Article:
"Women join the military for many reasons -- to serve their country, to learn a skill, and to prepare for a productive future," former Sen. Alan Cranston observed during Senate hearings last year on sexual harassment in the military. "It is tragic that, instead, so many have experiences during their service that unfairly leave them hurt, distressed, psychologically impaired and in need of assistance," said the Democrat from California.
Ms. Ortiz was sitting in the Capitol Hill audience that day, waiting to testify, to give vivid reality to the senator's words.
Asked to sergeant's tent
The alleged assault occurred Jan. 19, 1991, within days of the start of the air war.
Court records show that Ms. Ortiz and Sergeant Martinez agree that he called her to his tent on the morning in question to #F discuss sleeping arrangements for women in the unit.
Leaving her work in the motor pool, Ms. Ortiz gathered on her gear -- helmet, flak jacket, M-16 rifle, gas mask -- and crossed the camp to Sergeant Martinez's tent. What happened then is in dispute. She says as she was leaving the tent, Sergeant Martinez pushed her to the floor, held her head and sodomized her.
Sergeant Martinez's lawyer would not permit him to be interviewed, but the sergeant's account of what happened has varied, according to court documents.
At various times he has said nothing happened at all, that he had rebuffed an advance by Ms. Ortiz herself, that the oral sex was consensual, and that the two had had a previous relationship. At one point, he even confessed but later said he was pressured to do so.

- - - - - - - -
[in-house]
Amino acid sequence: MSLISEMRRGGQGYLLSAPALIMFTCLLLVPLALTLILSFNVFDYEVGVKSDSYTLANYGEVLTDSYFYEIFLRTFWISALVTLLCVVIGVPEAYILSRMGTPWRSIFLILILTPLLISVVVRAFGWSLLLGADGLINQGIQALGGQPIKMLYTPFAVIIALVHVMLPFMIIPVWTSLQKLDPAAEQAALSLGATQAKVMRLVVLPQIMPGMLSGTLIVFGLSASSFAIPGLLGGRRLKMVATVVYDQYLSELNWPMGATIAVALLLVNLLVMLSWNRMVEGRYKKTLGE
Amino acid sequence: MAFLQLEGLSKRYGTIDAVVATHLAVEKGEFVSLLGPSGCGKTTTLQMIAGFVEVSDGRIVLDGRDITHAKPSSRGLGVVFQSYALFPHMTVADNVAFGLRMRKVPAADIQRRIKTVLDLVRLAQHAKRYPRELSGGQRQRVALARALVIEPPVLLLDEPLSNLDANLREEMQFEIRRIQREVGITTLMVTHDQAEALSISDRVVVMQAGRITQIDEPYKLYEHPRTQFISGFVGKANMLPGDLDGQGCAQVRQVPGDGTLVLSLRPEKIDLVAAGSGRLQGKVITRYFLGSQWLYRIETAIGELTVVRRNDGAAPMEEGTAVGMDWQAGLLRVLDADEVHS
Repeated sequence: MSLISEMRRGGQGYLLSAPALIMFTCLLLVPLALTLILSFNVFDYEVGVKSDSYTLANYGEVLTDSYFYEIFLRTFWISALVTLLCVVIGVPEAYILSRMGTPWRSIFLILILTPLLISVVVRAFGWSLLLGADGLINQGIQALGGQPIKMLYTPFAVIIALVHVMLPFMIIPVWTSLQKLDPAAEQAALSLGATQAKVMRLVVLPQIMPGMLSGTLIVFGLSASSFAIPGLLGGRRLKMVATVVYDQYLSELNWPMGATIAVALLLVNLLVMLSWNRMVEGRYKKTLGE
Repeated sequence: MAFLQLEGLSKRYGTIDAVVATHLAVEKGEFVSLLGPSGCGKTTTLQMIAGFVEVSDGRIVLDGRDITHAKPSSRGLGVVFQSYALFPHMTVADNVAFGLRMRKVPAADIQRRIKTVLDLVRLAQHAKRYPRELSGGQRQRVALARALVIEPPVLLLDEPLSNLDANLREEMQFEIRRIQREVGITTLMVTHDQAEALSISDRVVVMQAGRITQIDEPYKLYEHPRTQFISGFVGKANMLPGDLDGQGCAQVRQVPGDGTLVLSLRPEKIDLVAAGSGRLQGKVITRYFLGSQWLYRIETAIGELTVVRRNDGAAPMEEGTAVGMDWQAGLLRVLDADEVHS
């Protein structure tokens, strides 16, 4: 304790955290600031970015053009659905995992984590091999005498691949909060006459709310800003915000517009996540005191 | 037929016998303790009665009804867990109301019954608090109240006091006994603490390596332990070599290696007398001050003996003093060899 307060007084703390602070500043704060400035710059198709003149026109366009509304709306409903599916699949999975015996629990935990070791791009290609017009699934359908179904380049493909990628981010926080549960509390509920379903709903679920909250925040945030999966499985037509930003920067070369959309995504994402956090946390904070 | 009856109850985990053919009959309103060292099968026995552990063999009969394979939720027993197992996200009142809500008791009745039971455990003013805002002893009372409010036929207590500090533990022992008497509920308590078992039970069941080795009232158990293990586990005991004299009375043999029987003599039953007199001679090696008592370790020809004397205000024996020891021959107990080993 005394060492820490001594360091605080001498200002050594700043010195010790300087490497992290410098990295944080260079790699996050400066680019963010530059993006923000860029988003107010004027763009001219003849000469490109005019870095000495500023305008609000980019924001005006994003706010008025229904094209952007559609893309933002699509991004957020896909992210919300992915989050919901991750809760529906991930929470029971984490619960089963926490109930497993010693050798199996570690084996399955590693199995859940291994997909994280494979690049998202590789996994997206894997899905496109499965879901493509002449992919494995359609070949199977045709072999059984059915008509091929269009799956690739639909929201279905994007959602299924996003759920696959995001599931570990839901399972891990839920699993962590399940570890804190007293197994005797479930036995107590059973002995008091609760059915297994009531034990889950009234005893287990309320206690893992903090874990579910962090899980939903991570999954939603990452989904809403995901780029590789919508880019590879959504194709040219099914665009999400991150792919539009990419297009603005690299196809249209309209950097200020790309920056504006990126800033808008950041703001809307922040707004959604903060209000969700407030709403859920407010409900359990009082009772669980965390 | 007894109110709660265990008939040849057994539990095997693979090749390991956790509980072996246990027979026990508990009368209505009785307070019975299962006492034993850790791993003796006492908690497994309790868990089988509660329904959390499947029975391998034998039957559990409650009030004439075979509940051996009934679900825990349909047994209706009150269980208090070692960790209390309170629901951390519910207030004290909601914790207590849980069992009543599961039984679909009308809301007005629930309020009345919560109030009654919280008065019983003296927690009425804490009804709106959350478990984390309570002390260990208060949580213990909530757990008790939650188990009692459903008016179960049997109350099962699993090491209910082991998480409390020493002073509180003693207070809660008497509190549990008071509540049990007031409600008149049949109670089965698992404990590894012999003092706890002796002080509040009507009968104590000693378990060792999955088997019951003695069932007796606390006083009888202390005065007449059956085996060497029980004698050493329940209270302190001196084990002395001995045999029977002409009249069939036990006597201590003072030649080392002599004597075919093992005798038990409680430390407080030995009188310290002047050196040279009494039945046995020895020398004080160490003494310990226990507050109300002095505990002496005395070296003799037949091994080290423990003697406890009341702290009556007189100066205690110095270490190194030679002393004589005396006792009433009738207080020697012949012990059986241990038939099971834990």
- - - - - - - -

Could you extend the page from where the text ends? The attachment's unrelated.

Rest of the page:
Leaving the tent stunned and shaken, Ms. Ortiz reported the attack to superiors within days. What followed was 2 1/2 months of a physical and emotional "hell" in which Ms. Ortiz says she was transferred from her company, given unduly long guard shifts, and ostracized by other women soldiers who accused her of "setting up" her attacker. If she wasn't crying, she was throwing up.
At night, she ground her teeth so hard she developed stinging headaches. In the mornings, she gagged just putting a toothbrush into her mouth.
While investigating her complaint, Ms. Ortiz says some Army officials made her feel like she was at fault: She recalls one military investigator telling her, "Change your story, and all this will stop."
The complications of war exacerbated her plight -- the counseling and medical care Ms. Ortiz needed was several hours drive from the camp. But the handling of Ms. Ortiz's complaint, even in the midst of a war zone, appears symptomatic of a military fighting man's culture in which noncombat female soldiers are outranked in importance.
Denying military women the same career opportunities as men reduces them to the rank of second-class citizens, say women veterans and advocates.
And "that breeds an atmosphere in which sexual harassment and assault are more tolerated," says Nancy Duff Campbell, who co-wrote a 1992 National Women's Law Center study on sexual harassment in the military.
There are certain well-known signposts of male dominance in the military culture. Derogatory comments about women are part of the vernacular. Women who report harassment are often accused of "wimping out." Even when ordered by Congress to integrate women into air combat positions, the military culture has been slow to respond.
A Pentagon spokesman maintains that there are policies in place to deal with sexual abuse of women, adding that the Department of Defense policy is that : "Sexual harassment won't be tolerated."